In addition to enhanced task performance, users reported higher satisfaction for these two access methods. Using a scale from 1=dislike to 10=like, users indicated a preference for these two methods when identifying relevant stories (a 7.8 average rating for these two methods compared to a 5.2 average for other methods). They also preferred “story details” and “skim and details” methods for comprehension tasks in which the user had to extract named entities from sources (an 8.2 average rating versus a 4.0 average for other methods).

In summary, some of the key findings from the user study included:

  • There was no difference in average human retrieval accuracy between most mixed media presentations and original video source.
  • Poor source quality (for example, average word error rates of 12.5% in closed caption texts) hindered access performance.
  • Presenting less information to the user (for example, skims or summaries versus full text or video) enabled more rapid content discovery.
  • Story skims are better for larger data sets.
  • Mixed media presentations were the most effective presentation for story retrieval and comprehension.

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User Modeling and Tailoring

A typical search session in BNN follows a three-step process. As exemplified in Figure 2, the user first poses a query and receives a story skim. The user then selects a story and is provided the details. From this story detail, the user can simply review the summary and all named entities or explicitly choose a media element to display, such as the full video source or the text transcript. Each of these user actions affords an opportunity for modeling user interest.

Because the original broadcast news source is segmented into its component parts, key elements are extracted and/or summarized. This enables a system not only to select stories based on users’ content interest, but also to assemble them in the manner a user prefers.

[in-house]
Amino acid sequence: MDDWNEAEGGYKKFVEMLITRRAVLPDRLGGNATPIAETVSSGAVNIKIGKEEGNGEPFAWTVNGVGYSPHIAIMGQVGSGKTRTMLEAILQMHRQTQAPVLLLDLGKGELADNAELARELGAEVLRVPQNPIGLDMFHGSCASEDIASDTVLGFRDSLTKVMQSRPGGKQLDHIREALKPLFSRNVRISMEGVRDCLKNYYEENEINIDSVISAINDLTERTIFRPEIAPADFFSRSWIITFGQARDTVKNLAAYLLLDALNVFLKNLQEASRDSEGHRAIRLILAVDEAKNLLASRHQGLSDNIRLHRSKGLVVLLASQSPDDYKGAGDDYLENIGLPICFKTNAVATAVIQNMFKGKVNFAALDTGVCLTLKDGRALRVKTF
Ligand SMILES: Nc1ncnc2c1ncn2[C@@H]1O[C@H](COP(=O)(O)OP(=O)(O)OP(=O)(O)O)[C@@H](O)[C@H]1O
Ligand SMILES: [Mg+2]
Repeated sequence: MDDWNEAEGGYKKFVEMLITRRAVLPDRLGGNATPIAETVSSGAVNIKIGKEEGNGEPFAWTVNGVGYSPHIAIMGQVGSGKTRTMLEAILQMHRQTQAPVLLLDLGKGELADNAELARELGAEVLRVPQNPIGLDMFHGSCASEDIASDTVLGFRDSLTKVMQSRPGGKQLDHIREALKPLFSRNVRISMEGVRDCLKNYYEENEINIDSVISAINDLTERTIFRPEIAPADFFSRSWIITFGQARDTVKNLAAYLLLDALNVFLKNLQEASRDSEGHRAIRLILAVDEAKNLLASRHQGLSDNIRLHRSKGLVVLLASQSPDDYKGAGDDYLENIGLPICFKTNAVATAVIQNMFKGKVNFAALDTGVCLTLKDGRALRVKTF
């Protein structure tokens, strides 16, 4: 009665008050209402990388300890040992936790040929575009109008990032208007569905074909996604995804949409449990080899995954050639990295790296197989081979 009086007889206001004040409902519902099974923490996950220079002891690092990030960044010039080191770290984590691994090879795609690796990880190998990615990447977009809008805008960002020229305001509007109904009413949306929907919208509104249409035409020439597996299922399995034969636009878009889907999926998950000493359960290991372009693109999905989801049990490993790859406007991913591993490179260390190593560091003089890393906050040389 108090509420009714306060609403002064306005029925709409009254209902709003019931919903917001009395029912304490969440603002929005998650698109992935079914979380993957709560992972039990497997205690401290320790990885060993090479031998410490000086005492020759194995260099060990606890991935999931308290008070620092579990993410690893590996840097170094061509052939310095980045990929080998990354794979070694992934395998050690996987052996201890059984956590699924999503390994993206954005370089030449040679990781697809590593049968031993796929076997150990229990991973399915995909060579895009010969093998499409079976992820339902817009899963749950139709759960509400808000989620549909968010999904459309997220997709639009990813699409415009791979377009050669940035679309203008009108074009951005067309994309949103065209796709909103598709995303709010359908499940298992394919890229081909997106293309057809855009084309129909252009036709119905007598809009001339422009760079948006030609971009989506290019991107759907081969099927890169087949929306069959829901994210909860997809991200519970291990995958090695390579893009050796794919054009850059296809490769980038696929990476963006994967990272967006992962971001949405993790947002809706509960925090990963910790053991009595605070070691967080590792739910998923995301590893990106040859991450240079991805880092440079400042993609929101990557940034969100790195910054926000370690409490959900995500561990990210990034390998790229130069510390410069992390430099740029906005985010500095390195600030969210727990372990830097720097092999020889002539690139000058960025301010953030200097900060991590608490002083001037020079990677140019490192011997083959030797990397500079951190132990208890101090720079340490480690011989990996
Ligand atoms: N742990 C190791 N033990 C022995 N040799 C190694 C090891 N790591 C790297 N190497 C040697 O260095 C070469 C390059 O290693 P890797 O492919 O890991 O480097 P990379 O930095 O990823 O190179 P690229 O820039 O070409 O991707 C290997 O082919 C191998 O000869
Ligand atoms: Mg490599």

The user interest profile can be created from explicit and/or implicit user input and then used to tailor presentations to the user’s interests and preferences. As shown in Figure 2, in BNN the user can explicitly define a user profile by defining simple keywords, or semantic entities such as individuals, locations, or organizations indicating their interest. They can also specify preferred broadcast sources to search (such as CNN or ABC News). This profile has been designed to be extended to indicate media type preferences for presentation (key frame only, full video, text summary), possibly driven by the user’s current platform (mobile phone, handheld, desktop), user location, cognitive load, and so on. The user’s interest profile is run periodically and sent to the requester as an alert or as story skims or details like those shown in Figure 2.

In addition to this explicit collection of an interest model, we have designed (but not yet implemented) an implicit method to build an interest model by watching the user session to track the user’s query, selection of particular stories, and choice of media.

Because the original broadcast news source is segmented into its component parts, key elements are extracted and/or summarized. This enables a system not only to select stories based on users’ content interest, but also to assemble them in the manner a user prefers. For example, the user can be presented with only key frames, with summary sentences, with people or place names, or with the entire source. Furthermore, interests and preferences can be related in interesting ways. For example, we can discover which user preferences regarding source, date, length, or media elements correspond to specific keywords, people, organizations, or locations, and vice versa.

A natural extension of this work would be to add a feedback and collaborative filtering mechanism so that not only would the individual user’s interest and preference model modify with each search, but also the user could benefit from searches performed by others in a community.